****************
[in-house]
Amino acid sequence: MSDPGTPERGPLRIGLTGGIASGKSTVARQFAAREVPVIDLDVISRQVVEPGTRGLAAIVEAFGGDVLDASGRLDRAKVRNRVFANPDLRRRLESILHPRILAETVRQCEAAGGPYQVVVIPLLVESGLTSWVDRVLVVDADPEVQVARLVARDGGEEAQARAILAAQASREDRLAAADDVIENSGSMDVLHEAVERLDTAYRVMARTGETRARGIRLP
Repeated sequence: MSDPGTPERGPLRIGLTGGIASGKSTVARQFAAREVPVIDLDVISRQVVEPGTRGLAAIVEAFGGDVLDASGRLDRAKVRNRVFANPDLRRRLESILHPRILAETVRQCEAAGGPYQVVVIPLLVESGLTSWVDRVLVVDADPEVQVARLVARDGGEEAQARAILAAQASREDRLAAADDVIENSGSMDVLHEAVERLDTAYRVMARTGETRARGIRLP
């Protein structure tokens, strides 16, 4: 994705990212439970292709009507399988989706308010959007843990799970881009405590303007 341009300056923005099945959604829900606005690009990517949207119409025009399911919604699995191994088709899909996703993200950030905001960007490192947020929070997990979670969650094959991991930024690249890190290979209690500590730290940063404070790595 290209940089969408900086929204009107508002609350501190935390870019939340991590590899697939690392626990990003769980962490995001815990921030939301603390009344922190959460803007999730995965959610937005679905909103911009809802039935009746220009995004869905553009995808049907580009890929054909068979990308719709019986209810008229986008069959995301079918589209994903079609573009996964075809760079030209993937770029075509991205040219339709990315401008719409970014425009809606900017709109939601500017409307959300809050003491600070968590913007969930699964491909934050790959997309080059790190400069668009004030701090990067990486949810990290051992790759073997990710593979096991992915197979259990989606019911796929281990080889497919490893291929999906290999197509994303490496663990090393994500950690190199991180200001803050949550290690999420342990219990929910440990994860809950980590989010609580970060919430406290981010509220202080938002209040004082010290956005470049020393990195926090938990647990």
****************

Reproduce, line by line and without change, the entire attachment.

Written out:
[in-house]
Amino acid sequence: MSDPGTPERGPLRIGLTGGIASGKSTVARQFAAREVPVIDLDVISRQVVEPGTRGLAAIVEAFGGDVLDASGRLDRAKVRNRVFANPDLRRRLESILHPRILAETVRQCEAAGGPYQVVVIPLLVESGLTSWVDRVLVVDADPEVQVARLVARDGGEEAQARAILAAQASREDRLAAADDVIENSGSMDVLHEAVERLDTAYRVMARTGETRARGIRLP
Repeated sequence: MSDPGTPERGPLRIGLTGGIASGKSTVARQFAAREVPVIDLDVISRQVVEPGTRGLAAIVEAFGGDVLDASGRLDRAKVRNRVFANPDLRRRLESILHPRILAETVRQCEAAGGPYQVVVIPLLVESGLTSWVDRVLVVDADPEVQVARLVARDGGEEAQARAILAAQASREDRLAAADDVIENSGSMDVLHEAVERLDTAYRVMARTGETRARGIRLP
């Protein structure tokens, strides 16, 4: 994705990212439970292709009507399988989706308010959007843990799970881009405590303007 341009300056923005099945959604829900606005690009990517949207119409025009399911919604699995191994088709899909996703993200950030905001960007490192947020929070997990979670969650094959991991930024690249890190290979209690500590730290940063404070790595 290209940089969408900086929204009107508002609350501190935390870019939340991590590899697939690392626990990003769980962490995001815990921030939301603390009344922190959460803007999730995965959610937005679905909103911009809802039935009746220009995004869905553009995808049907580009890929054909068979990308719709019986209810008229986008069959995301079918589209994903079609573009996964075809760079030209993937770029075509991205040219339709990315401008719409970014425009809606900017709109939601500017409307959300809050003491600070968590913007969930699964491909934050790959997309080059790190400069668009004030701090990067990486949810990290051992790759073997990710593979096991992915197979259990989606019911796929281990080889497919490893291929999906290999197509994303490496663990090393994500950690190199991180200001803050949550290690999420342990219990929910440990994860809950980590989010609580970060919430406290981010509220202080938002209040004082010290956005470049020393990195926090938990647990």